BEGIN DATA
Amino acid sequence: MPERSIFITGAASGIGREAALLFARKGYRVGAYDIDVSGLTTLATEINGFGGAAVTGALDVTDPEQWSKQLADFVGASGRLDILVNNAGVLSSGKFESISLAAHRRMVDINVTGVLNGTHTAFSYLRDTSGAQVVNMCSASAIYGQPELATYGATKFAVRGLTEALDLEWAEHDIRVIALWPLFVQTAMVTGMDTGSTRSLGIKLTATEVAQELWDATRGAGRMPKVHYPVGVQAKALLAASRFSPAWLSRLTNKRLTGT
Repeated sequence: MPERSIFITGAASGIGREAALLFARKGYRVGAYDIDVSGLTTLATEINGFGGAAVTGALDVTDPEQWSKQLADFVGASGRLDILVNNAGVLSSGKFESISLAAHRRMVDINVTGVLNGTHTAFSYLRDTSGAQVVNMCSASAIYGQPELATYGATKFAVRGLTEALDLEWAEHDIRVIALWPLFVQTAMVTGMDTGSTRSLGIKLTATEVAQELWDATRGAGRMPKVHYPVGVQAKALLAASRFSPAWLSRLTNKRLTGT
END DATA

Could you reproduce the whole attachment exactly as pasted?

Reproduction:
Amino acid sequence: MPERSIFITGAASGIGREAALLFARKGYRVGAYDIDVSGLTTLATEINGFGGAAVTGALDVTDPEQWSKQLADFVGASGRLDILVNNAGVLSSGKFESISLAAHRRMVDINVTGVLNGTHTAFSYLRDTSGAQVVNMCSASAIYGQPELATYGATKFAVRGLTEALDLEWAEHDIRVIALWPLFVQTAMVTGMDTGSTRSLGIKLTATEVAQELWDATRGAGRMPKVHYPVGVQAKALLAASRFSPAWLSRLTNKRLTGT
Repeated sequence: MPERSIFITGAASGIGREAALLFARKGYRVGAYDIDVSGLTTLATEINGFGGAAVTGALDVTDPEQWSKQLADFVGASGRLDILVNNAGVLSSGKFESISLAAHRRMVDINVTGVLNGTHTAFSYLRDTSGAQVVNMCSASAIYGQPELATYGATKFAVRGLTEALDLEWAEHDIRVIALWPLFVQTAMVTGMDTGSTRSLGIKLTATEVAQELWDATRGAGRMPKVHYPVGVQAKALLAASRFSPAWLSRLTNKRLTGT